It was then that I had to concede. I have more issues with that leg than I’ve been letting myself believe. I could not deny it any longer. I decided that was it. No more running until after I saw my physiotherapist a few days later where I would need to make a game plan to get me to the start line of my second marathon.

So after another assessment, the plan as it stands right now is lots of calf stretching, light hamstring stretching, physio treatments twice a week and no running. In fact absolutely no activity that engages my hamstrings at all. Not an easy task. I’m hoping that another week and a half of rest along with the physiotherapy will allow me to get in some easy runs for the last 10-14 days before the marathon. We’ll reassess at each treatment to see where I stand.

Right now, the challenges are: trying to figure out how to get in some cardio workouts doing an activity that does not include activating my hamstring, and keeping myself from going completely bonkers. It’s like going through the taper crazies but you’re not supposed to be tapering yet.

To paraphrase something my very wise running buddy Ginny recently said, for the next few weeks I’ll need to control the struggle between the smart and stubborn runners on my shoulders yapping their opinions at me.

If all goes well, the smart runner will win the fight and make it to the race.


Around the Bay recap

Race date: March 29, 2015

I’ve never gone into a race with the mindset of treating it like a training run. Hell, I’m way too competitive for that. But here I am, training for the Ottawa Marathon with 29k on the schedule for ATB day so that’s exactly what I set out to do. I had to think of it as “just another Sunday LSD run”. I wasn’t sure how that would go since I really am competitive by nature but I had to give it my best shot. Luckily, my run buddy Julie had the same idea in mind so I thought, between the two of us, we had a good chance at keeping each other in check.

This race has THE best pre-race set up being inside an arena with lots of warm places to sit and plenty of bathrooms available. It also has the best finish line which is on the floor of the arena and spectators can sit in the stands, in comfort, as they wait for their friends and family to finish.

FullSizeRender (2) The forecast was for sunny but cold temperatures so we put on some warm sweaters that we could throw off at some point on the course once we warmed up. Based on the forecast, I thought I might be wearing that throw-away sweater for at least an hour into the race.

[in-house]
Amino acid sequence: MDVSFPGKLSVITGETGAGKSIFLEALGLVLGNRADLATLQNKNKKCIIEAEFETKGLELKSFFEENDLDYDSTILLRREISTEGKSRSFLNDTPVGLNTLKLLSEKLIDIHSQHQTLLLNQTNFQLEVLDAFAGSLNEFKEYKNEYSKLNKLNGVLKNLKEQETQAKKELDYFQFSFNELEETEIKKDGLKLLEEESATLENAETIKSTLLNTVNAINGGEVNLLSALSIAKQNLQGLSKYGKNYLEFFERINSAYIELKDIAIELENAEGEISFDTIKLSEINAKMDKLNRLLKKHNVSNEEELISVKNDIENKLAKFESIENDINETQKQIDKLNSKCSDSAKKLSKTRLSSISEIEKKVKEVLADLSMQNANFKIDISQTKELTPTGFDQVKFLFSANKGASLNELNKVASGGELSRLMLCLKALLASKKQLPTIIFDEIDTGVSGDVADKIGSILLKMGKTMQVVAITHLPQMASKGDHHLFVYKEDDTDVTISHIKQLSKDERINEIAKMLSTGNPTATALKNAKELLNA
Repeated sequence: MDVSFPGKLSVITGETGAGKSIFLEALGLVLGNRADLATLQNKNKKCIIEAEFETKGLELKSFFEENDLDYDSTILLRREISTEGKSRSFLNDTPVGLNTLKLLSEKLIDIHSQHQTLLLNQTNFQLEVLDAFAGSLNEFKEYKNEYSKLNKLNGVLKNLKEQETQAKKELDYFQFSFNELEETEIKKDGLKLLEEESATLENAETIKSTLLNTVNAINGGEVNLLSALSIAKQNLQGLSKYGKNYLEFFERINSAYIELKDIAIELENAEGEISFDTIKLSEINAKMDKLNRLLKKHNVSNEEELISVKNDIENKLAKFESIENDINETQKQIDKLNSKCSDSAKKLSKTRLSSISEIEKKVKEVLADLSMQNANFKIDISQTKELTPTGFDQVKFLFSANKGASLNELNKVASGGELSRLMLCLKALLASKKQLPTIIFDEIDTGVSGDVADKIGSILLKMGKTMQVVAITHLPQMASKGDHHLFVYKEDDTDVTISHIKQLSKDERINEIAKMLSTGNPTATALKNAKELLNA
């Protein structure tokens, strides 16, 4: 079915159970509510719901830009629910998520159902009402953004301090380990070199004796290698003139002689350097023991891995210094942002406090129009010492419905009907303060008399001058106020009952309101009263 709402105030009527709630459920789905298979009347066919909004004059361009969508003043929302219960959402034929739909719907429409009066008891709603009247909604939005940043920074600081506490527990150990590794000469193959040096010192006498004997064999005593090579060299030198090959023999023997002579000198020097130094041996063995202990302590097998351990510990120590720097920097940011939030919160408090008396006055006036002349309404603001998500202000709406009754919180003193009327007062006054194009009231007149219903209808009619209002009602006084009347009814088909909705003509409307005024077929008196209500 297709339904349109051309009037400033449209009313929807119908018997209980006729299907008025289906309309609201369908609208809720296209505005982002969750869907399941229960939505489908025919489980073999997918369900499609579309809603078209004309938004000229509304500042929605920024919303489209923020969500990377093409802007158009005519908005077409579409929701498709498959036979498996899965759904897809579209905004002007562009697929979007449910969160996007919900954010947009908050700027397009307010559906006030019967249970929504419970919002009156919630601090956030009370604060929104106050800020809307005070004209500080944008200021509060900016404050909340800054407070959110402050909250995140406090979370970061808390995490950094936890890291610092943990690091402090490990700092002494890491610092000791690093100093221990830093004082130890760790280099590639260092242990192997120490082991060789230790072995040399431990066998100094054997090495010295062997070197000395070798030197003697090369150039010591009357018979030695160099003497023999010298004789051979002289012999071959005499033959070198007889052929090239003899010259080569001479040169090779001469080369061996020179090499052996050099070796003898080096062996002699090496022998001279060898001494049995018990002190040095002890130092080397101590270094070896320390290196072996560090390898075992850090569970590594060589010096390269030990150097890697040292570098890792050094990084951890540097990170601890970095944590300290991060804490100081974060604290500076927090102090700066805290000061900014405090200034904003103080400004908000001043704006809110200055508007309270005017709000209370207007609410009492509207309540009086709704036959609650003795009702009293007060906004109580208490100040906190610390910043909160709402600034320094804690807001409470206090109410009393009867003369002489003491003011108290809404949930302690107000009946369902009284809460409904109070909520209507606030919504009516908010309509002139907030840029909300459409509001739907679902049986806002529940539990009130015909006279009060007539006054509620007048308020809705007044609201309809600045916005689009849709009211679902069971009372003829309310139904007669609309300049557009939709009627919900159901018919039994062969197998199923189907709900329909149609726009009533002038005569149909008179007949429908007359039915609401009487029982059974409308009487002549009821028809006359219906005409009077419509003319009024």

11088994_10152675281955178_7953191851255306693_oWe headed out to the start a few minutes before race time and squeezed into the corral just as the gun went off. I was running with Julie and Stacey to start. I ended up beside Stacey and then noticed Julie running right behind me which was my reminder that Stacey was racing this race, I was not. So, I slowed down and met up with Julie. Within about 500 meters, Stacey had been swallowed up by the sea of runners and Julie and I were left to run our own run. It was a lot warmer than I thought it would be, with the sun shining so bright, and before the 2km marker I was throwing off that old sweatshirt.

The race itself was good. I ran comfortably not really looking at my Garmin to check my pace at all. I ran my regular 10 & 1s and walked through the water stations to grab a quick sip. Through the rolling hills in the middle third of the race we ran most, but did walk the top half of a couple of them. Due to construction, there was a course change this year and the big hill at around 25km was taken out. The new part of the course was a nice substitution after all the hills we’d run for the first 23km of the race. It was nice though, to see the man with his big boom box playing We Will Rock You on the new part of the course and Grim Reaper had a helper this year. As we ran by, Julie gave the Grim Reaper a high five and we carried on into the final 3km of the race.

IMG_0562At about 28k I was feeling really great and decided that I would run through the last walk break and try and pick up my pace a bit. As I approached the final intersection before the descent into the arena I saw Mike who took a few (dozen) pictures as I ran by.

Down the final stretch, turn into the arena, down the ramp, turn another corner, out onto the floor of the arena and cross the finish line. I walked for a minute taking stock of things. I felt pretty good. No, I felt great! Then I heard a loud cheer of my name. I looked into the stands and saw a group of my buddies. Some who had run the race, and others who had come out just to cheer us all on. I smiled and waved. I really love my running friends!

When I finally was able to see my official time I was pretty ecstatic. I was just off my 30k PB and I had run this race comfortably. Not pushing the pace at all. What this told me is that all the training I’ve been doing is paying off. At the end of the race, I felt like I could have kept going past 30k.

The weeks leading up to the race, I had started to feel tired, worn out, started to wonder what the hell I was doing training for another marathon. This run has boosted my confidence, renewed my commitment. And with eight weeks left of training, I’d say it couldn’t have been timed any better.

Official Time: 3:48:20.5